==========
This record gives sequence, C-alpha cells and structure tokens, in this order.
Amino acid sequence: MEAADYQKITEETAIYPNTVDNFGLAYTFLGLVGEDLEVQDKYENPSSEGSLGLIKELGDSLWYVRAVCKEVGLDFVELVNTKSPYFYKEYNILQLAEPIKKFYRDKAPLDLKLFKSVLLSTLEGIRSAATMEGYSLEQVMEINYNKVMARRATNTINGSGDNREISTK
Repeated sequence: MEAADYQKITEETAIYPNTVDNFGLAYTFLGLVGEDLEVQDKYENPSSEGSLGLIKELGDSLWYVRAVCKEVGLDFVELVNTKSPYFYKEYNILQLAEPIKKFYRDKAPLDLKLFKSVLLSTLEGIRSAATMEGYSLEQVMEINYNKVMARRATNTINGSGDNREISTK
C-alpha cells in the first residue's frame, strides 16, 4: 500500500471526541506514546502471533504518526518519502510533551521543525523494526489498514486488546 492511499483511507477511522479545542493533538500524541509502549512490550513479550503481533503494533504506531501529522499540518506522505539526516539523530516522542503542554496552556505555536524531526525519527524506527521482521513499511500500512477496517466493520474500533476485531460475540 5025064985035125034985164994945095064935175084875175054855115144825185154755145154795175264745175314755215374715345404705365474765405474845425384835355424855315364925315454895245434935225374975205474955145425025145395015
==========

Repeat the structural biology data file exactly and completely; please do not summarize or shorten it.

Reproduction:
This record gives sequence, C-alpha cells and structure tokens, in this order.
Amino acid sequence: MEAADYQKITEETAIYPNTVDNFGLAYTFLGLVGEDLEVQDKYENPSSEGSLGLIKELGDSLWYVRAVCKEVGLDFVELVNTKSPYFYKEYNILQLAEPIKKFYRDKAPLDLKLFKSVLLSTLEGIRSAATMEGYSLEQVMEINYNKVMARRATNTINGSGDNREISTK
Repeated sequence: MEAADYQKITEETAIYPNTVDNFGLAYTFLGLVGEDLEVQDKYENPSSEGSLGLIKELGDSLWYVRAVCKEVGLDFVELVNTKSPYFYKEYNILQLAEPIKKFYRDKAPLDLKLFKSVLLSTLEGIRSAATMEGYSLEQVMEINYNKVMARRATNTINGSGDNREISTK
C-alpha cells in the first residue's frame, strides 16, 4: 500500500471526541506514546502471533504518526518519502510533551521543525523494526489498514486488546 492511499483511507477511522479545542493533538500524541509502549512490550513479550503481533503494533504506531501529522499540518506522505539526516539523530516522542503542554496552556505555536524531526525519527524506527521482521513499511500500512477496517466493520474500533476485531460475540 5025064985035125034985164994945095064935175084875175054855115144825185154755145154795175264745175314755215374715345404705365474765405474845425384835355424855315364925315454895245434935225374975205474955145425025145395015